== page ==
World Biomes Polar desert Polar barren Introduction Polar

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World Biomes Polar desert (Polar barren)

World Biomes Polar desert (Polar barren)

Introduction • Polar deserts on the Earth cover nearly 5 million square kilometers and

Introduction • Polar deserts on the Earth cover nearly 5 million square kilometers and are mostly bedrock or gravel plains. Sand dunes are not prominent features in these deserts, but snow dunes occur commonly in areas where precipitation is locally more abundant.

Climate • Polar deserts areas with annual precipitation less than 250 millimeters and a

Climate • Polar deserts areas with annual precipitation less than 250 millimeters and a mean temperature during the warmest month of less than 10° C. • In the winter, temperatures can be as low as -30 - -60° C • Also the winds have an enormous effect on the weather. They bring dramatic storms with visibility reduced to less than 100 feet. • The year is divided about equally between day (summer) and night (winter) owing to the continuous position of the Sun above or below the horizon during these seasons.

Distribution of biome • At the North Pole is the Arctic Ocean, lying in

Distribution of biome • At the North Pole is the Arctic Ocean, lying in the midst of islands and landmasses (the northernmost being Greenland) and the Canadian arctic archipelago. In all lowland areas the extreme cold is relieved with abovefreezing temperatures for a month or more each year, allowing for a varied plant and animal life. • The South Pole is occupied by the continent of Antarctica, the mountains of which project through the world's greatest ice cap. No more than about 4 percent of the Antarctic's land is capable of sustaining life, while only the coast of Graham Land on the Antarctic Peninsula and several off-lying islands are warmed each year by above-freezing temperatures.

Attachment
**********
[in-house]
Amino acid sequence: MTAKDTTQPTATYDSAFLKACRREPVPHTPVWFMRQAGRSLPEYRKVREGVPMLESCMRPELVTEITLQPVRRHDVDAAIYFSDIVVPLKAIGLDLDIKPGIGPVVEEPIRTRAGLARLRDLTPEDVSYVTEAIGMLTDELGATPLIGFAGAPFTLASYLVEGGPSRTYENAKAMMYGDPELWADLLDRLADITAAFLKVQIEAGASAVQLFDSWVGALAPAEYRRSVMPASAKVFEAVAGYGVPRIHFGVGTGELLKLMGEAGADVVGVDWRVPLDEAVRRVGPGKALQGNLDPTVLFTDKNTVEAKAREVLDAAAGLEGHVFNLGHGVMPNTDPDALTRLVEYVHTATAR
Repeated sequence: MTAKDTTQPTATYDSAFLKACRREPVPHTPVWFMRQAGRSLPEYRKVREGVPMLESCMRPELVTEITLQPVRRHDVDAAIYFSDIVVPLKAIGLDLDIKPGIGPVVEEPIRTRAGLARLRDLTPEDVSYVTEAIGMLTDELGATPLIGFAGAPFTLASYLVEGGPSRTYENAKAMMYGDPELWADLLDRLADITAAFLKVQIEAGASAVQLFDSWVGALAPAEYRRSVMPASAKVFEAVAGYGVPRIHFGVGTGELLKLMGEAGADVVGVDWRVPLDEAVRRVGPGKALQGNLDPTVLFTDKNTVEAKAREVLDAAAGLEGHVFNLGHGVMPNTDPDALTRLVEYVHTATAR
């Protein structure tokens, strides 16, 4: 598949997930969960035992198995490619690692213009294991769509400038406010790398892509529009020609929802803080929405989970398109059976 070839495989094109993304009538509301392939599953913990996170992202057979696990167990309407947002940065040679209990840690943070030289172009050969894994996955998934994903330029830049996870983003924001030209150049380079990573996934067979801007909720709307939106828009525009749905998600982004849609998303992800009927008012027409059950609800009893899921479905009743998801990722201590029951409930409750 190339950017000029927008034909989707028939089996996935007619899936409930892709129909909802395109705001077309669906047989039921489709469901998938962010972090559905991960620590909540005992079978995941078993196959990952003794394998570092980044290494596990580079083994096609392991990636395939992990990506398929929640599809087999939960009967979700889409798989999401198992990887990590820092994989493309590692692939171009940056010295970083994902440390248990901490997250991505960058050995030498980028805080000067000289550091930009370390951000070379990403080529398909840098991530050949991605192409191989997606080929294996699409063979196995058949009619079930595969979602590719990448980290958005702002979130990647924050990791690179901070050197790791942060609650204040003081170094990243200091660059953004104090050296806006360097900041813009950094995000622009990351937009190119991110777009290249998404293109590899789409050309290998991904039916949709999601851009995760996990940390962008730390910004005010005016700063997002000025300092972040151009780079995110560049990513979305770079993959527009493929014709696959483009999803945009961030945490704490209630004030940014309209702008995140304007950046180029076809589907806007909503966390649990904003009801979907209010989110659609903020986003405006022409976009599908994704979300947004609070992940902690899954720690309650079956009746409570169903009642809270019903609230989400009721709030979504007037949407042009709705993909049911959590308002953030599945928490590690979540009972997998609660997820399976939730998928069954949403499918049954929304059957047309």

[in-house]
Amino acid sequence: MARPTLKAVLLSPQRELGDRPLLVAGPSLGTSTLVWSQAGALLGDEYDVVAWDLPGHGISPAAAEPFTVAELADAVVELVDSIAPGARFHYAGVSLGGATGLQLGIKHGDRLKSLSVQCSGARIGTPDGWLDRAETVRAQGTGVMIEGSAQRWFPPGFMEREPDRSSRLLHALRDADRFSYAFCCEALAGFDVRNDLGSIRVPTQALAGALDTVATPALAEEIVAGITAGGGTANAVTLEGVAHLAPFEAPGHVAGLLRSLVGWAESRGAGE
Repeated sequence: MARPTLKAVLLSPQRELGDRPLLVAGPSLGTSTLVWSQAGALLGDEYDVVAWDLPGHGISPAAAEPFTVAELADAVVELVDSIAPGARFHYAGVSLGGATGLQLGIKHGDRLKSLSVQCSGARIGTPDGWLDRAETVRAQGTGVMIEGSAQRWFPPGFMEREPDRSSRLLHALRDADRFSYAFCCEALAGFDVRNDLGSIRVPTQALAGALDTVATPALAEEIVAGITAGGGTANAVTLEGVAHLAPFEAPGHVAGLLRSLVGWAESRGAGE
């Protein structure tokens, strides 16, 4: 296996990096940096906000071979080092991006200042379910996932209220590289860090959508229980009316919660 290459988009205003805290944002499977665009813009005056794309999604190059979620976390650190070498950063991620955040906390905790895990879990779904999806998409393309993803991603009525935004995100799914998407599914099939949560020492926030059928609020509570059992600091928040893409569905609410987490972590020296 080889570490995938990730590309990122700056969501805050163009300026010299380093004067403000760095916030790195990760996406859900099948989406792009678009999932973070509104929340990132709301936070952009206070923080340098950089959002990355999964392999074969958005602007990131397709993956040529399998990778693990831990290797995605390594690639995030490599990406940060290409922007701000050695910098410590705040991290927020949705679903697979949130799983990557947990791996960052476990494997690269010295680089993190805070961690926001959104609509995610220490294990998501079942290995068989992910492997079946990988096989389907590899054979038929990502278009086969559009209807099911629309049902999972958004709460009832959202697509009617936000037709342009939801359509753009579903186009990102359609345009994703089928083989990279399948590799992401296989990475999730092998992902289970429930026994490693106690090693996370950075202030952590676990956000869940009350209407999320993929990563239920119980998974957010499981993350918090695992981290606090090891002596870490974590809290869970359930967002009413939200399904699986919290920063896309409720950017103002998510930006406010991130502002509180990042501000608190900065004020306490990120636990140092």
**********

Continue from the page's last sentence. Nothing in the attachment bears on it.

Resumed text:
Soil • Considerable cover of a soil crust, which develops in sites exposed to

Soil • Considerable cover of a soil crust, which develops in sites exposed to continued surface runoff from melting snow for some of the short growing season.

Plants • Plants cover less than five percent of this ecoregion because of the

Plants • Plants cover less than five percent of this ecoregion because of the very cold temperatures, short growing season, and dry soil. Heath, mosses, and lichens are hardy enough to survive in the harsh climate, and flowering plants such as the Arctic poppy have blossoms that track the sun during the day, concentrating the sun’s heat on themselves.

Arctic Poppy Plants in Antarctica

Arctic Poppy Plants in Antarctica

Animals • All the wildlife is connected with sea, because there is very little

Animals • All the wildlife is connected with sea, because there is very little food on land. • Vast colonies of seabirds can be found nesting on the cliffs of this ecoregion. • Not many animals spend all year there.

Harp seal Walrus

Harp seal Walrus

Polar bear

Polar bear

Atlantic Puffin Seabird colony

Atlantic Puffin Seabird colony

Beluga Narwhal

Beluga Narwhal

Adelie penguin Emperor penguin

Adelie penguin Emperor penguin

Antarctic Petrel Southern Fulmar

Antarctic Petrel Southern Fulmar

Leopard seal Southern elephant seal

Leopard seal Southern elephant seal

Blue whale Killer whale

Blue whale Killer whale

People I • Few direct threats exist for this ecoregion, simply because humans are

People I • Few direct threats exist for this ecoregion, simply because humans are largely absent. But where humans have tread, this ecoregion has suffered. Plans for a northern shipping route through the Russian Arctic could open up oil, gas, and other natural resources for exploitation. This could increase the risk of oil spills and introduce species such as rats to the ecoregion, which could have drastic consequences for nesting seabirds. • The Novaya Zemlya area has a unique problem. It has been serving as a test area for nuclear weapons and suffers from elevated levels of plutonium, cesium, and other radioactive pollutants.

People II • Global climate change could upset the balance of life in the

People II • Global climate change could upset the balance of life in the ecoregion by melting ice, raising temperatures, and upsetting the food chain. • Ozone depletion threatens to leave the Antarctic open to dangerous amounts of the sun’s ultraviolet radiation. And pollution both from scientific expeditions and a growing tourism industry could also become threats if not well managed.